Assignment #1 Fall 2002
Throughout the study of the philosophy of Political Science there have been many debates over how to proceed with studying the discipline. I, along with Daniel Little, believe that one debate in particular rests at the center of both old and more modern conflicts within the profession--naturalism versus antinaturalism. It is this relationship between the social sciences and the natural sciences, or lack of a relationship according to some, which has been the focal point of dissension over the past few decades. Although the debate has evolved over time, I believe it is at the heart of such matters like the quantitative-qualitative debate and, therefore, still needs to be studied in classes today.
Naturalism according to Daniel Little is the "view that the social sciences are methodologically similar to the natural sciences." Naturalists believe that one can approach the study of the social sciences in the same manner in which one studies the natural sciences.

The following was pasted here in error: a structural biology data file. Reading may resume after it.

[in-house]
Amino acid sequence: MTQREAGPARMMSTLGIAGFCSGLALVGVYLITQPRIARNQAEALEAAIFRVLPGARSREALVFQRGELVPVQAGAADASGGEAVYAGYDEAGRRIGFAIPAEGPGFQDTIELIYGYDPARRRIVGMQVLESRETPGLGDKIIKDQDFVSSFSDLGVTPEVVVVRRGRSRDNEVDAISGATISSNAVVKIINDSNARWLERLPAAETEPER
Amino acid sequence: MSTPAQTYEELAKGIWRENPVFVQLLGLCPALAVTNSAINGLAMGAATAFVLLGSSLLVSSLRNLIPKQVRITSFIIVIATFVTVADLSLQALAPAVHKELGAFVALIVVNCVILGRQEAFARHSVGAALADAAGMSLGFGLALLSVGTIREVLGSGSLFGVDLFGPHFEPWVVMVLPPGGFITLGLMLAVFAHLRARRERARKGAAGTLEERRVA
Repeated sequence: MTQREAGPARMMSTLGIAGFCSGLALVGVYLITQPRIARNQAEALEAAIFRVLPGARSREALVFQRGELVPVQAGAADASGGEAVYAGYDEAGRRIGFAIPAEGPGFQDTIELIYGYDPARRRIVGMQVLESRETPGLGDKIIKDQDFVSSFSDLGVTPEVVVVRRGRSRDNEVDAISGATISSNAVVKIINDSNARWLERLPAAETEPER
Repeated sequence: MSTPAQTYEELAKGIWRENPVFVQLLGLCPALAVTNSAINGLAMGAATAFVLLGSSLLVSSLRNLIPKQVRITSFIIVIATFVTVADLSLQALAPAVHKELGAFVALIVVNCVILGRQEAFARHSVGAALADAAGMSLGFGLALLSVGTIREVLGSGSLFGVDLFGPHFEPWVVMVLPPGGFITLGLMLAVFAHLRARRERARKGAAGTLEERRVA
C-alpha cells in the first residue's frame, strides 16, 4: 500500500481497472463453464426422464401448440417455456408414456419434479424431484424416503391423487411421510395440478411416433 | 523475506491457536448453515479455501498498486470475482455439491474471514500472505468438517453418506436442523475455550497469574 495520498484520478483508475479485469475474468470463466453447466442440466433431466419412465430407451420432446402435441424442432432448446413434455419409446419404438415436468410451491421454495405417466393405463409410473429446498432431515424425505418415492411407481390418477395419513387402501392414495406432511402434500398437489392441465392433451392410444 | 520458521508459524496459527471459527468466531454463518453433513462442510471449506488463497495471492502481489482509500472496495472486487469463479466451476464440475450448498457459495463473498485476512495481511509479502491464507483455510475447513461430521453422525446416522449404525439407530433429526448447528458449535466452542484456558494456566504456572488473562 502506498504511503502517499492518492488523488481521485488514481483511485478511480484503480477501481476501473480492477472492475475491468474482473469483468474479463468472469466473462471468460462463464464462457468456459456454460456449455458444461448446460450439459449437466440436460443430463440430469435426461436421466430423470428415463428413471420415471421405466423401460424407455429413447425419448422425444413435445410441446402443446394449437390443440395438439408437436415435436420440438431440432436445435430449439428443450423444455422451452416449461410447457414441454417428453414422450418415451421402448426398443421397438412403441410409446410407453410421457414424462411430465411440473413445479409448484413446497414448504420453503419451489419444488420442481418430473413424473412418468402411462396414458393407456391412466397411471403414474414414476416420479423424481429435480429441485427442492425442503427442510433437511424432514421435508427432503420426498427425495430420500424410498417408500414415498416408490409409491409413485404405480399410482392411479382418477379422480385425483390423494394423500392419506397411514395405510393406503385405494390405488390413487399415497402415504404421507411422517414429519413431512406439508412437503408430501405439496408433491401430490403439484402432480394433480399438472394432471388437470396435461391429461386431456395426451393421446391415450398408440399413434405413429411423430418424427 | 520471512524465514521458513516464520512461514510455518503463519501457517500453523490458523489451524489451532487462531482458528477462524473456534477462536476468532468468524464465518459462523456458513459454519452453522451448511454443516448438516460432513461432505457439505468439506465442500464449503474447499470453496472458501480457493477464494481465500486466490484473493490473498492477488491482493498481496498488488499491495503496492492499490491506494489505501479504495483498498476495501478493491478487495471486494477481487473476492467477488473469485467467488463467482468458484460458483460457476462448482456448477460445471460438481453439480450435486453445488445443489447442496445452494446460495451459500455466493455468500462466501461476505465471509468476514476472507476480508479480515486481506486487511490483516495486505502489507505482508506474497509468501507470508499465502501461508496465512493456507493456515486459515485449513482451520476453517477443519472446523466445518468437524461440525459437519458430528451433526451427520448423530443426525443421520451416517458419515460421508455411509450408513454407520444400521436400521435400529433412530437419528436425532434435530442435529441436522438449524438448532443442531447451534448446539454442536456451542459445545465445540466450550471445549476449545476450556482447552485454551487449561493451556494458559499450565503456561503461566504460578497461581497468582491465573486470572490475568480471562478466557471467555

They believe in the use of scientific methods in order to explain and predict social phenomenon. Naturalists believe in the use of theories that can be tested empirically and then retested later on to get the same results.
Daniel Little says the basic concept of science is "an empirical testability criterion, a logical coherence criterion, and an institutional commitment to intersubjective processes of belief evaluation and criticism . . ...." He then goes on to describe more elements like "the use of quantitative methods and models; commitment to explanation of observed phenomenon on the basis of underlying laws, processes, or mechanisms; a conception of theory as a unified system of hypotheses; use of controlled experimentation to evaluate hypotheses; extensive use of predictions based on theoretical reasoning; and commitment to background metaphysical beliefs." In other words the naturalists are looking to...